The CSO then brought in the JLCO for the next and most notable piece of the program, Modest Mussorgsky’s Pictures from an Exhibition—but with a jazzy twist. As Outwater explained, Ellington had a tradition of taking classical pieces like The Nutcracker and interpreting them in the jazz idiom. Musicians from the JLCO did the same with five movements of Pictures, specifically for this concert.
Outwater described the resulting performance as a “trading back and forth.” The CSO played Ravel’s orchestration of the piece, interspersed with jazz arrangements by the JLCO. “ [It’s] lots of different voices and imaginations bringing Mussorgsky’s music to life,” he said.
Every time Outwater stepped off the podium and sat down to let the JLCO take over with its arrangement, there was always a sense of curiosity—what would happen next? The audience chuckled when a sputtering trombone solo interrupted the CSO for the first time, its timbre so markedly different from what had preceded it. There was a wonderful sense of spontaneity, so typical of jazz music, in the arrangements.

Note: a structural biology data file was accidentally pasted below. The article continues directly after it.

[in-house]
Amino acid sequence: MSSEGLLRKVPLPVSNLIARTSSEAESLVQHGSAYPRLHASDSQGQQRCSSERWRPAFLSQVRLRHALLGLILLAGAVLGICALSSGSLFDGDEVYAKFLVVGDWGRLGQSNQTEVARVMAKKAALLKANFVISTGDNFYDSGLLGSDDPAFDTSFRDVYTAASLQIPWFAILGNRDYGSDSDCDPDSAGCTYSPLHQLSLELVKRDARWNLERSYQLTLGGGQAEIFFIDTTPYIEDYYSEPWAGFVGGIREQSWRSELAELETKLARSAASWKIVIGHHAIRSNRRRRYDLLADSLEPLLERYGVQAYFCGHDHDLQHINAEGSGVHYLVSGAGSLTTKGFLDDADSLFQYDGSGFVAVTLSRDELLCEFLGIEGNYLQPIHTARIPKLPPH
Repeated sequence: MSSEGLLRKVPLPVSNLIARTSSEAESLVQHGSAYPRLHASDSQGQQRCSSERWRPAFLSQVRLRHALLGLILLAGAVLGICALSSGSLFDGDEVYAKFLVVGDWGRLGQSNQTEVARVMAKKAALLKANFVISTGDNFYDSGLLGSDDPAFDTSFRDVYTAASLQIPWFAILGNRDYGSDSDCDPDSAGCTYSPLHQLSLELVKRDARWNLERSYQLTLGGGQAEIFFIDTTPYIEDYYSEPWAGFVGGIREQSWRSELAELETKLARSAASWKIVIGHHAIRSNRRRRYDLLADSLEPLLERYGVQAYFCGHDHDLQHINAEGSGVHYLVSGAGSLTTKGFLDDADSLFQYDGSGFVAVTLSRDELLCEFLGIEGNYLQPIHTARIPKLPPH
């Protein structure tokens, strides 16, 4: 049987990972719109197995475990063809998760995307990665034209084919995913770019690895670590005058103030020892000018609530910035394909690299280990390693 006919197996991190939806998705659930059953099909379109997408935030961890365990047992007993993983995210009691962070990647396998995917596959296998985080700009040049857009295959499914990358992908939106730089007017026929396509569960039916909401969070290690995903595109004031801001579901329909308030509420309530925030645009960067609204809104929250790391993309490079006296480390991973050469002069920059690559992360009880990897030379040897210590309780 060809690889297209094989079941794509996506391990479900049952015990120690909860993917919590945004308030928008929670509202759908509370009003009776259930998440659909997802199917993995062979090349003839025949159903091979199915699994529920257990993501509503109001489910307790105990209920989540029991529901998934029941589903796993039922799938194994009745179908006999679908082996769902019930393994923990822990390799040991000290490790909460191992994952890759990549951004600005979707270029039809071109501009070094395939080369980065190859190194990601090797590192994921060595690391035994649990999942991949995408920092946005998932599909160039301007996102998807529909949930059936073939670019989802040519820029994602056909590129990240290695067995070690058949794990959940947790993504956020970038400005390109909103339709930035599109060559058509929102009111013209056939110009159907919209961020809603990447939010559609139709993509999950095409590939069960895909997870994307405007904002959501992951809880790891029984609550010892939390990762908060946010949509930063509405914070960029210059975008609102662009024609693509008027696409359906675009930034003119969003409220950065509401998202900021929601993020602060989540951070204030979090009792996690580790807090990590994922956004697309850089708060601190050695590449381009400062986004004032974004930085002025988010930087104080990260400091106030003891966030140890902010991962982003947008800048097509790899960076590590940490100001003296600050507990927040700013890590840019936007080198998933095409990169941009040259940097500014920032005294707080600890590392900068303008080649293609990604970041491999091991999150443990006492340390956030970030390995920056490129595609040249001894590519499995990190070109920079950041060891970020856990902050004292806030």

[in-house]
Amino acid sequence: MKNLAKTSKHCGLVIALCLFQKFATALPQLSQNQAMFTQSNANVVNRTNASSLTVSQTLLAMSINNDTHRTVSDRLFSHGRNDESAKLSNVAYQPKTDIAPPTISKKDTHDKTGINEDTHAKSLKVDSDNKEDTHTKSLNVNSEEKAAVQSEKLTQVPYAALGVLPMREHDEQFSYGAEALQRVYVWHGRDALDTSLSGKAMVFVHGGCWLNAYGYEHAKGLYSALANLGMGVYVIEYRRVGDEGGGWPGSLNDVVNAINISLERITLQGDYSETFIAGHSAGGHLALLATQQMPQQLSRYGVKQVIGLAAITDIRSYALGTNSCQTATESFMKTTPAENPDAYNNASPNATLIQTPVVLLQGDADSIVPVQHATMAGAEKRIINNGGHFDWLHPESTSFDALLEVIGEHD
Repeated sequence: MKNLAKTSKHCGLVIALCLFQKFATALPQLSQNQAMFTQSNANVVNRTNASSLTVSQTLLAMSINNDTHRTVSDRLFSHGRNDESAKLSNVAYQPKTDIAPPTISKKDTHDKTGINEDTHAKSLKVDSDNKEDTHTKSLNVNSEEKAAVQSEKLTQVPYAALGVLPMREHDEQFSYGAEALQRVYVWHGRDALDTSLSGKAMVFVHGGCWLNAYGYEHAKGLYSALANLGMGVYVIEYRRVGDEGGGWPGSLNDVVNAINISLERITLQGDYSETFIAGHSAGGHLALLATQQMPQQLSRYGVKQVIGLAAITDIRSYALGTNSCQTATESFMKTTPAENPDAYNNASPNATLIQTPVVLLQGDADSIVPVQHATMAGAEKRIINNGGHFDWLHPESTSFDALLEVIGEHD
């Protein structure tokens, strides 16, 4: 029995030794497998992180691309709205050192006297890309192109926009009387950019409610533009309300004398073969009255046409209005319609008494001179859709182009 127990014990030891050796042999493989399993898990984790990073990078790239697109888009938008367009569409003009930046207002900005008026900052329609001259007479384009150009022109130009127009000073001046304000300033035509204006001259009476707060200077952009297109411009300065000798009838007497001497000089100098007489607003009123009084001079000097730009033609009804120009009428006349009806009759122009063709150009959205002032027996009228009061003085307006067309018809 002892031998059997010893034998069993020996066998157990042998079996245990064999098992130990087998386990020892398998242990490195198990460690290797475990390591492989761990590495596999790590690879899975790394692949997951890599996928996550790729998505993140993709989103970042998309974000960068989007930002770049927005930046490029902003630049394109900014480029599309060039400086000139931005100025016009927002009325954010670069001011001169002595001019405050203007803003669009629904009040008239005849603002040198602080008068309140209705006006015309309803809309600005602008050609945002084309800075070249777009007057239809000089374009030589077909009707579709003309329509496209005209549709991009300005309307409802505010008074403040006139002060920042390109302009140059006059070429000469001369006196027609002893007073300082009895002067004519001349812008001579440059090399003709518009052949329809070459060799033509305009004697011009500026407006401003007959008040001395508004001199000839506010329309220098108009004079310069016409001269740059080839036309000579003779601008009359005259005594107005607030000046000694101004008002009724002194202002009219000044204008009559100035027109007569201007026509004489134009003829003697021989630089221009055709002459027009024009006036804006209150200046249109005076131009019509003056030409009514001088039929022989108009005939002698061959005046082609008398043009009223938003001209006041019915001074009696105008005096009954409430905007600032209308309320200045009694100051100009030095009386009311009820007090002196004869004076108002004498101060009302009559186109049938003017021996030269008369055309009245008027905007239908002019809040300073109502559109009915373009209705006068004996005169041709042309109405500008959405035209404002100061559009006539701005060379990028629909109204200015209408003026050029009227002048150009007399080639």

The contrasts between the orchestral and jazz parts shone throughout Pictures. During “Ballet of the Chicks in Their Shells,” the CSO played delicately in the upper register, mimicking the tapping of chicks against eggshell. JLCO followed with the next movement, “Samuel Goldenberg and Schmuÿle”—the swinging, argumentative nature of their playing seemed more remarkable by contrast. The CSO’s solemn “Catacombs: Sepulcrum romanum” and the JLCO’s energetic, hectic “The Hut on Hen’s Legs (Baba-Yaga)” provided another refreshing juxtaposition.
The trading of movements between both orchestras sometimes seemed to fragment the piece: The JLCO would often signal its return with a crash of the cymbal or a drumroll. This tension between jazz and classical perhaps instilled a hope that they would end together. But although the JLCO found its way into the last movement through a section arranged by trumpeter Marcus Printup, the CSO finished Pictures so soundly that it almost felt like a reminder that Pictures primarily belongs to classical music. But this, of course, was hardly the point.